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Walking on Sunshine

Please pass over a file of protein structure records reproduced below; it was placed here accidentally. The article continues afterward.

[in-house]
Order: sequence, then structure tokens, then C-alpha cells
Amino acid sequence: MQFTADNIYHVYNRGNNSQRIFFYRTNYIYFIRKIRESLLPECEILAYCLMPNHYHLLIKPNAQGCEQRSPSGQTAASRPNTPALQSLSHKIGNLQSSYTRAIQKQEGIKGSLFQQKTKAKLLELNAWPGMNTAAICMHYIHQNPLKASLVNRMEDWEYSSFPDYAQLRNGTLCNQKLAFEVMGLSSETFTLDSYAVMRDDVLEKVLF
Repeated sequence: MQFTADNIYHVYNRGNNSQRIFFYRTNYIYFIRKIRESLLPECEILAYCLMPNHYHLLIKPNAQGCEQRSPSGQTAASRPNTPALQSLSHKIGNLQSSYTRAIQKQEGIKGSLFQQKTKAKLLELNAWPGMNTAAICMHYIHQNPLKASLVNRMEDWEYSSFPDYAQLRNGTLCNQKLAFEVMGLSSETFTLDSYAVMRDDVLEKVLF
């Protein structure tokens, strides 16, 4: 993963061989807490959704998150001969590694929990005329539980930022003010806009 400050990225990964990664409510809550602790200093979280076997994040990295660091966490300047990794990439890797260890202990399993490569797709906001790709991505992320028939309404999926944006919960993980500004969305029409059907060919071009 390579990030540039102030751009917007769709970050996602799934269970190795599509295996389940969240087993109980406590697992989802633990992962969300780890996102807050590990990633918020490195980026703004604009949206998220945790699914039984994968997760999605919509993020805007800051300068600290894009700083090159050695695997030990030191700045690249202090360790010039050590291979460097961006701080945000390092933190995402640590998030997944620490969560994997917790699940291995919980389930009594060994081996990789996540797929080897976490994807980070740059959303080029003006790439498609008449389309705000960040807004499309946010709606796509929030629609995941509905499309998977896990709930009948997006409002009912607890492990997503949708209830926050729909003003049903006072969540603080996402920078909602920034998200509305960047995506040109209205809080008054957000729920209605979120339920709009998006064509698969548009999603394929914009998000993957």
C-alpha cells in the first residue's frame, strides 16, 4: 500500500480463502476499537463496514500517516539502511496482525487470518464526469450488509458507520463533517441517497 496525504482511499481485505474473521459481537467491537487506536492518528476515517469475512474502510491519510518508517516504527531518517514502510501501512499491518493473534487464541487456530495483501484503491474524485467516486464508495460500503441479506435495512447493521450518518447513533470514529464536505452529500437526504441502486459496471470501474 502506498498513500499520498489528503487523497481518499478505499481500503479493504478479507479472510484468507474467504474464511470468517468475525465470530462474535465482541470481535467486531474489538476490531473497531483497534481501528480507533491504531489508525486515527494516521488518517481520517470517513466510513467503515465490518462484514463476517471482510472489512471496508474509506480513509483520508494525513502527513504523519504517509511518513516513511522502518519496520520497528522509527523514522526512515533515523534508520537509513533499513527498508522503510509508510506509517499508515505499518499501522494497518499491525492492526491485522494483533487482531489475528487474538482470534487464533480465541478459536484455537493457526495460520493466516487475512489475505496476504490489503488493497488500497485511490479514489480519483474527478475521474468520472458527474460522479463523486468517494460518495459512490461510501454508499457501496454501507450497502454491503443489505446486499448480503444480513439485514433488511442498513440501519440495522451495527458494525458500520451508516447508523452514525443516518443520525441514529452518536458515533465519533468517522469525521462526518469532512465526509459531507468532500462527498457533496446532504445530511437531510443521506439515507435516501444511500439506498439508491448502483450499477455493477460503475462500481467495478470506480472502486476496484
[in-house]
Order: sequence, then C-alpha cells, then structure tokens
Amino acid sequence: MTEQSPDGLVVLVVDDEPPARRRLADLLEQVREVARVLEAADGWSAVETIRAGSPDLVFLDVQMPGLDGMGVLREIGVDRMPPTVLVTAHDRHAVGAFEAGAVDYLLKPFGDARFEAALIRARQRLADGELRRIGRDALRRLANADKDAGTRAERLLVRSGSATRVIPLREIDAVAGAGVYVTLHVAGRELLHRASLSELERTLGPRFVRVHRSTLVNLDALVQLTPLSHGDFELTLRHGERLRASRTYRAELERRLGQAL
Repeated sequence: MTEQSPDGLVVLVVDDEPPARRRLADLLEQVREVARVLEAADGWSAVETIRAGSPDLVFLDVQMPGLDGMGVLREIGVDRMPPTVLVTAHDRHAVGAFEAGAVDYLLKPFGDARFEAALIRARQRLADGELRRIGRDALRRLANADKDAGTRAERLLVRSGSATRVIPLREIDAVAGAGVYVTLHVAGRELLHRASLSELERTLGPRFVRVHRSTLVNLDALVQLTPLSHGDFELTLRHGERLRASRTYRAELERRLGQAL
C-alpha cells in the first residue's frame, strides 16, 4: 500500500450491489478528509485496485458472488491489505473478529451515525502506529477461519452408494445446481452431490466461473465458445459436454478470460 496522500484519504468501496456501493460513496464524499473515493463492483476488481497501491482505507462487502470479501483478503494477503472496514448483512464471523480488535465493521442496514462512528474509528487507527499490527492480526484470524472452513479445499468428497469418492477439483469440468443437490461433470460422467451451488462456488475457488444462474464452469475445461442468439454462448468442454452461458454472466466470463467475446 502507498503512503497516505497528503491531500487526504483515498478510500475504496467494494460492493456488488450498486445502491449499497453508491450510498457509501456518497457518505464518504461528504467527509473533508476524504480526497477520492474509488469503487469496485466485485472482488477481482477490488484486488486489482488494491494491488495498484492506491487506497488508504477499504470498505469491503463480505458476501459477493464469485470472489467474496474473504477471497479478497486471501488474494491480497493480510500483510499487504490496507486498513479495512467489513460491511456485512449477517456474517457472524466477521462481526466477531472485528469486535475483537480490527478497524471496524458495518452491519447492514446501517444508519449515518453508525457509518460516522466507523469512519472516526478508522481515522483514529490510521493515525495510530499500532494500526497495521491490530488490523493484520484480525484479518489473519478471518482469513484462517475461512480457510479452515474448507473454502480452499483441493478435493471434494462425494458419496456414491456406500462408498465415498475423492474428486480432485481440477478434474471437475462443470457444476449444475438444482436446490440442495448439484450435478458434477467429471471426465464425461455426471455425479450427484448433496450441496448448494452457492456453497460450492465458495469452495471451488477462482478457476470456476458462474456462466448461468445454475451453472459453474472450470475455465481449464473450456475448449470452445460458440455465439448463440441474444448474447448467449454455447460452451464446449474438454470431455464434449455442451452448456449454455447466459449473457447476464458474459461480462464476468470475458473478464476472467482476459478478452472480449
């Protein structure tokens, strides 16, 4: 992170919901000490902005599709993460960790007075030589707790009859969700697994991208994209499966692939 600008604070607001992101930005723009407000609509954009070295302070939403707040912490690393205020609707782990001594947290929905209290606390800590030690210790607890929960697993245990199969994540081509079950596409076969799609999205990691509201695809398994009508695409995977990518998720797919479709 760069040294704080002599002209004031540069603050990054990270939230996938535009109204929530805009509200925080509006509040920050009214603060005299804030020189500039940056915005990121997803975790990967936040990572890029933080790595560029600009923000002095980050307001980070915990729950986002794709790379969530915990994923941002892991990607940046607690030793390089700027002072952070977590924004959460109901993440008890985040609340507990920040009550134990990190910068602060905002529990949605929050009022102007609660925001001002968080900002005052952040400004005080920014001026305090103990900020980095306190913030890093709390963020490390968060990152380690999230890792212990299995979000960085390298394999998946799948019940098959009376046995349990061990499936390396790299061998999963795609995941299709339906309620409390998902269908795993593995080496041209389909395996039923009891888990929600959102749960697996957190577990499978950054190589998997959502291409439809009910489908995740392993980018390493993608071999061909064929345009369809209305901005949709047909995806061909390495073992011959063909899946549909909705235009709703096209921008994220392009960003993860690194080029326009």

The first key point covered was primarily that everyone felt participation in collaborating had been very much a positive experience, even described as an ‘antidote’ to working as a solitary artist. It was identified that the continuous changes every month kept work and individuals developing, and also moved it outside of the usual creative experience. Most of us felt that not producing the work with the intention of it being viewed by an audience outside of our circle was a good thing as it freed us up to make mistakes, allowed risk taking and encouraged individuals to step out of their comfort zone. It was also noted that the ‘peer pressure’ or obligation to complete work for each meeting in order to not let each other down helped to not only motivate but also facilitate new ideas. On the flip side, the social tendency towards ‘politeness’ resulted in many people (though not everyone) making choices to avoid potentially upsetting each other (especially when it came to ‘destroying’ work) so it might be that this is an area of risk taking that was under-explored. The reluctance to deconstruct another’s work was an interesting instinct and there was a debate around whether this came from moral or political reservations in relation to the destruction or preservation of art which has often been used as a vehicle for expression in more oppressive situations.